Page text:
As general manager candidates go, they were three can't-miss prospects, and Orioles owner Peter Angelos probably could have hired them all.
Randy Smith, Kevin Malone and Dan O'Dowd.
Each of them landed high-profile GM jobs, while critics wondered, "How could the Orioles let them get away?"
Each of them joined forces with new owners, who trusted them with their checkbooks, and everyone knew those three had more control than they ever would have had under Angelos.
Then the unexpected happened. Each of them stumbled.
Their spending sprees left three franchises bloated. Smith left Detroit Tigers owner Mike Ilitch choking on his pizzas. With the Los Angeles Dodgers, Malone sent Fox mogul Rupert Murdoch running for the Hollywood Hills, and O'Dowd has Colorado Rockies owner Jerry McMorris staring at contracts that seem a mile high.
In baseball, meddling owners are lightning rods for criticism, but with Angelos about to hire his fourth general manager in less than 10 years, there is room for debate: How much control should a GM expect to have?
Angelos had no comment with regard to how other teams operate, but he addressed how he expects things to work for the Orioles. They have seven candidates to replace vice president for baseball operations Syd Thrift, and a decision is expected sometime next week.
Angelos compared a GM - or, in this case, VP of baseball operations - to an architect, who skillfully designs a blueprint for a building while sticking within a builder's budget. Inevitably, Angelos said, a builder will have some effect on the final product by controlling the budget, but the architect still controls the modifications.
"You want the GM to try to put the best team together, using his baseball knowledge and expertise," Angelos said. "Ultimately, the question arises: Can the franchise afford the cost of the players that have been identified and maintain fiscal stability? Ownership has the responsibility to preserve the franchise as an asset, for the investors and the community in which it operates."
In Mike Flanagan, the Orioles have one candidate who already has a long working relationship with Angelos. While working as a pitching coach and broadcaster over the past eight years, Flanagan has been one of the owner's key consultants.
Exploring external candidates this month, Angelos interviewed Detroit Tigers assistant GM Al Avila, former Montreal Expos GM Jim Beattie, Arizona Diamondbacks assistant Sandy Johnson, former Chicago White Sox GM Ron Schueler, Seattle Mariners VP of scouting and player development Roger Jongewaard and Milwaukee Brewers special assignment scout David Wilder.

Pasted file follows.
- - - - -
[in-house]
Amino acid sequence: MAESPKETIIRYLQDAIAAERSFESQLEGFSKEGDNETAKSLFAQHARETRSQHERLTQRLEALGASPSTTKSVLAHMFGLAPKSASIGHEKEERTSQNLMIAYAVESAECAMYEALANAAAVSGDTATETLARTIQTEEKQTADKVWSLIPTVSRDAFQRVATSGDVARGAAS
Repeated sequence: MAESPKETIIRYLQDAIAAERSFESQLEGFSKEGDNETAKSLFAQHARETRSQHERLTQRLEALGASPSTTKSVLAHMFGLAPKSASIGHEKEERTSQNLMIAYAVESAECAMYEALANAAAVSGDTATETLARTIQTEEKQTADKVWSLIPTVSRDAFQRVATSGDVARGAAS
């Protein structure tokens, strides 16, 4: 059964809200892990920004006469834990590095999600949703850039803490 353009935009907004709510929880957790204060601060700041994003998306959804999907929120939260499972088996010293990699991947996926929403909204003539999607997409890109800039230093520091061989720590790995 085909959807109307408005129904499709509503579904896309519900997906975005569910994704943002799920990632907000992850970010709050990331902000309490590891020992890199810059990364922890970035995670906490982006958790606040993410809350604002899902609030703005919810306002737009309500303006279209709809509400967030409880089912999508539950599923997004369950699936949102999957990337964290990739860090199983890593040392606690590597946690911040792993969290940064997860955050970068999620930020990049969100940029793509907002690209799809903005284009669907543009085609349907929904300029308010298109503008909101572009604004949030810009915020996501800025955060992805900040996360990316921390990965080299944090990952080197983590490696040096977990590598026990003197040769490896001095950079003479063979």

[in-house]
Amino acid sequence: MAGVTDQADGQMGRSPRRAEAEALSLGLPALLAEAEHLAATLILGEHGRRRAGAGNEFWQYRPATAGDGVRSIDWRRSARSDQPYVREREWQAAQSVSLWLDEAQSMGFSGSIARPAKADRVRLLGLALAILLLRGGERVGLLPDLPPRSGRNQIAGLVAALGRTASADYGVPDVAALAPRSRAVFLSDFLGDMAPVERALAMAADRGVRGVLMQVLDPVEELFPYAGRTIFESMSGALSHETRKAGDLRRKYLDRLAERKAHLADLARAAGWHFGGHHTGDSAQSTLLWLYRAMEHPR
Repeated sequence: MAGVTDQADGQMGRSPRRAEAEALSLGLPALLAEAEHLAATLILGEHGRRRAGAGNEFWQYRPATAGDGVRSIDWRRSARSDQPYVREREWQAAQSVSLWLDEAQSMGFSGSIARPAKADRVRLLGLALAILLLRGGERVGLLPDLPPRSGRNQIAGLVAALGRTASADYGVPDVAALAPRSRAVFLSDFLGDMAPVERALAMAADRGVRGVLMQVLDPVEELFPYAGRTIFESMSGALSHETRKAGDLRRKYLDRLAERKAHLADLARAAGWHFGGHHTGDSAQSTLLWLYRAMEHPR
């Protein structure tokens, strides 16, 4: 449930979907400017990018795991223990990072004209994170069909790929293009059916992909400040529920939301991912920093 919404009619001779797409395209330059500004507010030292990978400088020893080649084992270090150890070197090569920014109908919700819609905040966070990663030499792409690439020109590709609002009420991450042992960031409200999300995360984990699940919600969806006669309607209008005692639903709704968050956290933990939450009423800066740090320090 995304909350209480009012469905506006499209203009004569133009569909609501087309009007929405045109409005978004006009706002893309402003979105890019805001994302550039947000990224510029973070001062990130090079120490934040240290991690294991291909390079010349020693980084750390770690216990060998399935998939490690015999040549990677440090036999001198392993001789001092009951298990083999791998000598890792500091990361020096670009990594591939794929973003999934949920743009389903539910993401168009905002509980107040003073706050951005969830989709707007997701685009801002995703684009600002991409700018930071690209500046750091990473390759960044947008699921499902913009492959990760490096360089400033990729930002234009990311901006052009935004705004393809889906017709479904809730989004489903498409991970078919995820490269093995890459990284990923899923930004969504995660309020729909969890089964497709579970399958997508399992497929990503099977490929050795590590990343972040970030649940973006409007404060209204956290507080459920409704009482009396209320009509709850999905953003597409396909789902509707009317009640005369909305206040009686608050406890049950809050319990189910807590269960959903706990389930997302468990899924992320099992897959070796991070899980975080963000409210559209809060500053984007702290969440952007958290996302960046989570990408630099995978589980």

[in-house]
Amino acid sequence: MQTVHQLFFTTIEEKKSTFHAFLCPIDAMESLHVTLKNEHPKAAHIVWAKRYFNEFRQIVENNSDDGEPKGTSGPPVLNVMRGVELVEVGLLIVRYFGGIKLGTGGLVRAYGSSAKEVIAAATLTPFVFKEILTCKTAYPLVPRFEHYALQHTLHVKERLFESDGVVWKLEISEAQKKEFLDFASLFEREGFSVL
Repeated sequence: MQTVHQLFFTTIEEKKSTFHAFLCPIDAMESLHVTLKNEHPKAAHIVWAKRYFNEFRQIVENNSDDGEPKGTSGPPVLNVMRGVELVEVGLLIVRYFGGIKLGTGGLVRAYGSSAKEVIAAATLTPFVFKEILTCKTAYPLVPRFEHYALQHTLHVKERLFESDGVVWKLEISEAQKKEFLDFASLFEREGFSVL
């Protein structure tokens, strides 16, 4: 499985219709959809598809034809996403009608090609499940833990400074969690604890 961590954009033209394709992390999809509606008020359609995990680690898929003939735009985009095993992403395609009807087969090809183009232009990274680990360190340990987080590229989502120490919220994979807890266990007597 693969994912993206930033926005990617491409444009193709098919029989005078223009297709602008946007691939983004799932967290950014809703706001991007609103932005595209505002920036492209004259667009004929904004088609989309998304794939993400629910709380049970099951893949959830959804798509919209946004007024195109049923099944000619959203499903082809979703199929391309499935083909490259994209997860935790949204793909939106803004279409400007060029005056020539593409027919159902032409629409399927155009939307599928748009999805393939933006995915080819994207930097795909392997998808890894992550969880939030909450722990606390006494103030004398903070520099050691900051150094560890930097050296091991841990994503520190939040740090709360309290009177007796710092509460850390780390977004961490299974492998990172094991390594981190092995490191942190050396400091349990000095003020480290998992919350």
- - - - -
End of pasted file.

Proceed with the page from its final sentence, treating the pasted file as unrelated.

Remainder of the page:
"The people we're talking to are experienced and understand that ownership has a role to play," Angelos said. "We don't say who should play in the minor leagues, at what level. We don't get into who should be selected in the amateur draft. We don't comment on who should be in the lineup or the pitching rotation. We don't say which players we should be trading or acquiring, et cetera.
"Those matters are not within the purview of our expertise. Those decisions belong to the manager and to the general manager. But when you talk about the expenditure of $60 [million], $70 million or more in a given season, to suggest that's the unilateral decision of an individual who carries the title of general manager is absurd."
This has been a hot-button issue with the Orioles since July 1996, when Angelos overruled then-GM Pat Gillick on two potential deals. Gillick thought the team should move David Wells and Bobby Bonilla in separate deals for Chris Widger and Jeromy Burnitz, but Angelos decided he couldn't do it with the team just five games back in the wild-card chase.
The Orioles came back to win the wild card, then advance to the American League Championship Series before losing to the New York Yankees. Two years later, Gillick resigned. The Orioles had interviewed Smith before hiring Gillick. Smith had become GM of the San Diego Padres at age 29 and took over as the Tigers' GM in November 1995.
In six full seasons with Smith as the GM, the Tigers never had a winning record, and they fired him six games into this past season, along with manager Phil Garner. For the most part, Ilitch maintained a tight budget while Smith was there, but much of the Tigers' money went to waste. Jose Lima (7.77 ERA), Damion Easley (.224 batting average) and Dean Palmer (limited to 61 games in past two seasons because of injuries) combined to make $22 million this year.
Malone was the Orioles' assistant GM under Gillick and he looked like the probable successor until the Los Angeles Dodgers signed him to a four-year, $2 million deal on Sept. 11, 1998. The Sun ran a headline the next day that said, "Malone loss leaves O's bottomed out."